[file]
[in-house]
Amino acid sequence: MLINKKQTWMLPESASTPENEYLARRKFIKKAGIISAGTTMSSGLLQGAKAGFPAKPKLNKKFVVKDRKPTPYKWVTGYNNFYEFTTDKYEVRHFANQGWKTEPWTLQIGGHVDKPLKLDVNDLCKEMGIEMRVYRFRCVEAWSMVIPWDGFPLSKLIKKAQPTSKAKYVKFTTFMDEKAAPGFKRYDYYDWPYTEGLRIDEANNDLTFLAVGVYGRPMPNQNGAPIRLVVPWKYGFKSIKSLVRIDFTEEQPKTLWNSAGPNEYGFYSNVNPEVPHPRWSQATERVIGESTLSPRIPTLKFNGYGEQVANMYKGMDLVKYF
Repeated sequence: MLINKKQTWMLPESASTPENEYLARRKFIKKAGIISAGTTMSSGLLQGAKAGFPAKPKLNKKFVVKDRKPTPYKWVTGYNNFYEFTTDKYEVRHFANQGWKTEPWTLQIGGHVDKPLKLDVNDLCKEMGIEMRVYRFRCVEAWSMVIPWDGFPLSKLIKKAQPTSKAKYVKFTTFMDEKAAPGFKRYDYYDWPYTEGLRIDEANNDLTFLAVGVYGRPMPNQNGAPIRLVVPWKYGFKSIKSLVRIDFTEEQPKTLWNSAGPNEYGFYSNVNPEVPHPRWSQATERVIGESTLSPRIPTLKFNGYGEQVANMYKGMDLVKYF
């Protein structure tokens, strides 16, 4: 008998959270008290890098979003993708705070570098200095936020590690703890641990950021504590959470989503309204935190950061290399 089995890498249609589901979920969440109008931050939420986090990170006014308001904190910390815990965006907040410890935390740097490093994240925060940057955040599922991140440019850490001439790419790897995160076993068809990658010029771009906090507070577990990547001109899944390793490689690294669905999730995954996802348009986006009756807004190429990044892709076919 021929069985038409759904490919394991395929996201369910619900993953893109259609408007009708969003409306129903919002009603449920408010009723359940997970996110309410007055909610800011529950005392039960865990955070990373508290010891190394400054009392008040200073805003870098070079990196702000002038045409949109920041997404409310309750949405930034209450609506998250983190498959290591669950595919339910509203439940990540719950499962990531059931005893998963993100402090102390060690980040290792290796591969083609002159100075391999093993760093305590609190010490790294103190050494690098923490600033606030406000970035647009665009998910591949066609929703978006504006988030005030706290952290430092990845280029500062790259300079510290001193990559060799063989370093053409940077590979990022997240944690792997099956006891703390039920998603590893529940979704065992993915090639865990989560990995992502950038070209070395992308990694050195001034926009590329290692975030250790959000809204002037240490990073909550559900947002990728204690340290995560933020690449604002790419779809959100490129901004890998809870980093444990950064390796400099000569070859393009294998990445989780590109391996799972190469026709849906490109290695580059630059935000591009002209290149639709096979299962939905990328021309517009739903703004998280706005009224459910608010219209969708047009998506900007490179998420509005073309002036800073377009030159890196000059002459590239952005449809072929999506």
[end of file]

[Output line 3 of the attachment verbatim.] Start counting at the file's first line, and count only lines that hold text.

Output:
Repeated sequence: MLINKKQTWMLPESASTPENEYLARRKFIKKAGIISAGTTMSSGLLQGAKAGFPAKPKLNKKFVVKDRKPTPYKWVTGYNNFYEFTTDKYEVRHFANQGWKTEPWTLQIGGHVDKPLKLDVNDLCKEMGIEMRVYRFRCVEAWSMVIPWDGFPLSKLIKKAQPTSKAKYVKFTTFMDEKAAPGFKRYDYYDWPYTEGLRIDEANNDLTFLAVGVYGRPMPNQNGAPIRLVVPWKYGFKSIKSLVRIDFTEEQPKTLWNSAGPNEYGFYSNVNPEVPHPRWSQATERVIGESTLSPRIPTLKFNGYGEQVANMYKGMDLVKYF